Valpolicella has become known for a wine rooted in a tradition centuries old, yet which has a taste that is definitely modern. It is inspired by the concept of not wasting anything, so it’s perfectly in keeping with today’s eco-sensitive era. It’s Ripasso della Valpolicella, a wine that has captivated export markets.
“The technique is made up of pouring wine in the barrels on the pomace of Recioto, after its racking. The pomace, still rich in sugar and yeasts, causes a new, true, alcoholic fermentation on a base wine about four to five months after the harvest. The Ripasso is essentially a biological action so singular and so delicate as to require accuracy and precision…” These are notes from Nino Franceschetti’s unpublished diary, which I had the luck to read. Franceschetti, an oenologist of great talent who passed away in 2009, was the winemaker who developed the oenological protocol to make Masi Campofiorin. This was an original Valpolicella red wine that first appeared on the market in 1967 labelled as Campofiorin Ripasso. Critics immediately hailed it as the first appearance of a new category of wine – the modern Ripasso. Today, the wine is described by its producer as a super Venetian.
Yet this kind of wine has a much older history, with its roots in the rural culture of Valpolicella, the region outside Verona. Valpolicella is renowned for the ‘appassimento’ wines Amarone (dry) and Recioto (sweet), made with a blend of local grapes (Corvina, Corvinone, Rondinella), which are dried for some months in ventilated lofts, and then pressed and fermented. This process dates back centuries, and is closely related to the technique used for modern Ripasso. The most important wine in the past was the sweet Recioto, the making of which required the farmers to reserve the best grapes. They realised that, after racking, Recioto’s pomace was still rich in elements such as sugar, colour, yeasts and flavours. A tradition grew up of taking the fermented and pressed skins and pouring their ordinary, fresh Valpolicella over them, a technique known as re-passing. That triggered a second fermentation and gave the light, basic Valpolicella more alcohol, colour and structure. Later, when Recioto’s production started to decrease as producers made more Amarone, the makers of Ripasso began to use Amarone marcs to re-pass the fresh Valpolicella. Nowadays, it’s up to individual wineries to decide whether to make Ripasso with Amarone pomace or Recioto’s, or with both.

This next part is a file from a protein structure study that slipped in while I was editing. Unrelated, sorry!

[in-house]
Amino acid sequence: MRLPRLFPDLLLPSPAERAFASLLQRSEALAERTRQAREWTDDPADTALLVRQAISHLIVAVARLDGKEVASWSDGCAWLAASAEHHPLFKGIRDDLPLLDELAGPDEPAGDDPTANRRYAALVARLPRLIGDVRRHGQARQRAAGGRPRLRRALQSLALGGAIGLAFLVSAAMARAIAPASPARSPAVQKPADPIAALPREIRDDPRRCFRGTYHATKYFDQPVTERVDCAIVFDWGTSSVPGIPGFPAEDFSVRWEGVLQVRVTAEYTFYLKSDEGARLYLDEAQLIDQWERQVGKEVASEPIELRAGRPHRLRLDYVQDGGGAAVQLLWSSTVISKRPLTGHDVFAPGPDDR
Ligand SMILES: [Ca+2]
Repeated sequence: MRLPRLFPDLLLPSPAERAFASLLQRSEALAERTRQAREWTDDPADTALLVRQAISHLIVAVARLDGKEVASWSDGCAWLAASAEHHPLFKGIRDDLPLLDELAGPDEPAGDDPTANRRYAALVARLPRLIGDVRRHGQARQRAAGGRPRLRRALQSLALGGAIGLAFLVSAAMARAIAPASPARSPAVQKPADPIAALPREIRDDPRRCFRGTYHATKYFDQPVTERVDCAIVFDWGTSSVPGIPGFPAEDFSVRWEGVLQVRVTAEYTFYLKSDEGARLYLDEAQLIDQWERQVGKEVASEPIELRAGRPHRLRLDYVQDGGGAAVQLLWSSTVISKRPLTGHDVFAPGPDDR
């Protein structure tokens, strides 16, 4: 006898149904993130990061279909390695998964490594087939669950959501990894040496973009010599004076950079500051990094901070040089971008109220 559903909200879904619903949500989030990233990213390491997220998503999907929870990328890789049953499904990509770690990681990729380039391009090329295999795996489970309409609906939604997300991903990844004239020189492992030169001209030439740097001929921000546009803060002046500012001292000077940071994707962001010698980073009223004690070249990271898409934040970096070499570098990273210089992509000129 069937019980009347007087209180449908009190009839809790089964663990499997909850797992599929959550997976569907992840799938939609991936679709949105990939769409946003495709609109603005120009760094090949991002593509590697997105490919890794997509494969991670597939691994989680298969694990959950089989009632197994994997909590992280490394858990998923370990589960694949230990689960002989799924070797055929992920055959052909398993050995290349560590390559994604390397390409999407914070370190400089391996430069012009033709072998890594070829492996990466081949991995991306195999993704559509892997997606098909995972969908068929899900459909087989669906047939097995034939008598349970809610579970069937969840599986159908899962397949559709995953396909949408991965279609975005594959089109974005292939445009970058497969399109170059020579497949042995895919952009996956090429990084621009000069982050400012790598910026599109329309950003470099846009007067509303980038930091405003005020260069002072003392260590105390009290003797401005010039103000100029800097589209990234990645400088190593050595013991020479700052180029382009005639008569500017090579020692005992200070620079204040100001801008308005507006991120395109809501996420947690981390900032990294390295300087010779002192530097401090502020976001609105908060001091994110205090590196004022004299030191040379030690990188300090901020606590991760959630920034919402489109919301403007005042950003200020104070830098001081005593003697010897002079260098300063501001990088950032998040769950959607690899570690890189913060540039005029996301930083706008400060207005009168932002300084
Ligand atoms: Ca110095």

“In the countryside, people were used to not throwing away anything,” explains Christian Zulian, winemaker and technical director for Bolla, one of the most historic wineries in Valpolicella, now part of Gruppo Italiano Vini. “In a sense, the Ripasso is a wine that doesn’t exist by itself, because to make it, you need two wines: the fresh Valpolicella and the marc of the Amarone. It’s the son of the hard times when the people exploited everything that could give them nourishment and energy, and even a sign of respect of the fruits of the earth.” This technique is still used extensively in Valpolicella: curiously, no other Italian region has adopted a similar process.
The attractiveness of Ripasso no doubt comes from the winning combination of two wines: the opulence of Amarone coupled with the easy drinkability of the Valpolicella, available at a lower price than Amarone. The wine offers great value for money, as most Ripasso is sold to the consumer at either €12-13 ($13.70-14.80) or €18-19. In 2000, the first year that data about Ripasso production was officially collected, there were 7.5m bottles produced. Just two years later, there were 13.6m.